HB401: Electronic High School Amendments passed the House Education Committee on a vote of 11-1.

HB404 (1st sub.): Early Warning Pilot Program provides for a software program to identify students in need of early intervention. It directs the State Board of Education to contract with a provider for a one-year pilot software program and requires that the program be designed for use by teachers, school administrators and parents. The bill passed the House Education Committee on a vote of 10-3 and the full House 58-14. It now goes to the Senate.

HB409: Charter School Funding Amendments requires a charter school to include in a charter agreement the maximum number of students the charter school will serve. The bill passed the House Education Committee and the full House unanimously and now goes to the Senate.

HB413 (1st sub.): Public School Membership in Associations defines guidelines for public school associations and prohibits public schools from belonging or paying dues to an association that is not in compliance with those guidelines. While not mentioned by name, the bill specifically targets the Utah High School Activities Association. The bill passed the House Education Committee on a vote of 11-2.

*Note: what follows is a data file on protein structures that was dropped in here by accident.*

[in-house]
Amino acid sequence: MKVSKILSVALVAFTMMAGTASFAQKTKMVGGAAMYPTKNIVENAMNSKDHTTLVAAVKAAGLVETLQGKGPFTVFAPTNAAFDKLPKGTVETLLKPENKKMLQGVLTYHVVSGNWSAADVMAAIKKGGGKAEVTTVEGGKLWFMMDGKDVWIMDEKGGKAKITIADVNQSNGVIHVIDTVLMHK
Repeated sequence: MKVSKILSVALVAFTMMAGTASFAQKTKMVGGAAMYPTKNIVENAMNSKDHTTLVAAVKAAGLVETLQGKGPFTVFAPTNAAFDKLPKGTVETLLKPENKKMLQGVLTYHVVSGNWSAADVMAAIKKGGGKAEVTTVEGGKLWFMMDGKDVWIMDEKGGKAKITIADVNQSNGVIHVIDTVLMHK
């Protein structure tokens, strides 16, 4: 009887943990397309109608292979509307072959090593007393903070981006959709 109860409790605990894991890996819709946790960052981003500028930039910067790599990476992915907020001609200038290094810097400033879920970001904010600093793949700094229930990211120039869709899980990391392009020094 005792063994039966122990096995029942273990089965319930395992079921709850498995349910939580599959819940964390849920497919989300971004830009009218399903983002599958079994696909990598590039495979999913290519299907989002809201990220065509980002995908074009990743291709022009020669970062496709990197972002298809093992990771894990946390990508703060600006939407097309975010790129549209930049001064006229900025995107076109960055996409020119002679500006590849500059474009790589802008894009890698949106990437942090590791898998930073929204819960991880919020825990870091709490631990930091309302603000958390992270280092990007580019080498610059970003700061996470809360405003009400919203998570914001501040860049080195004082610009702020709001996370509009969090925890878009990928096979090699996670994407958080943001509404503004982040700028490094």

HB414: Utah Schools for the Deaf and the Blind Referral Amendments amends provisions related to educational services for an individual with a hearing loss. The UEA supports this bill. It passed the House Education and the full House unanimously and the Senate Education Committee on a vote of 4-1.

HB418: Assistive Teaching Technology Amendments  passed the House Education Committee on a vote of 6-2.

HB426 (1st sub.): Stem Amendments creates a special revenue fund called the "STEM Action Center Foundation Fund" and provides for the STEM Action Center to create a foundation. The bill passed the House unanimously.

HCR9: Concurrent Resolution Encouraging Consideration of a Later School Day Start for High School encourages schools to adopt later start times for high school students. The bill passed the Senate Education Committee unanimously.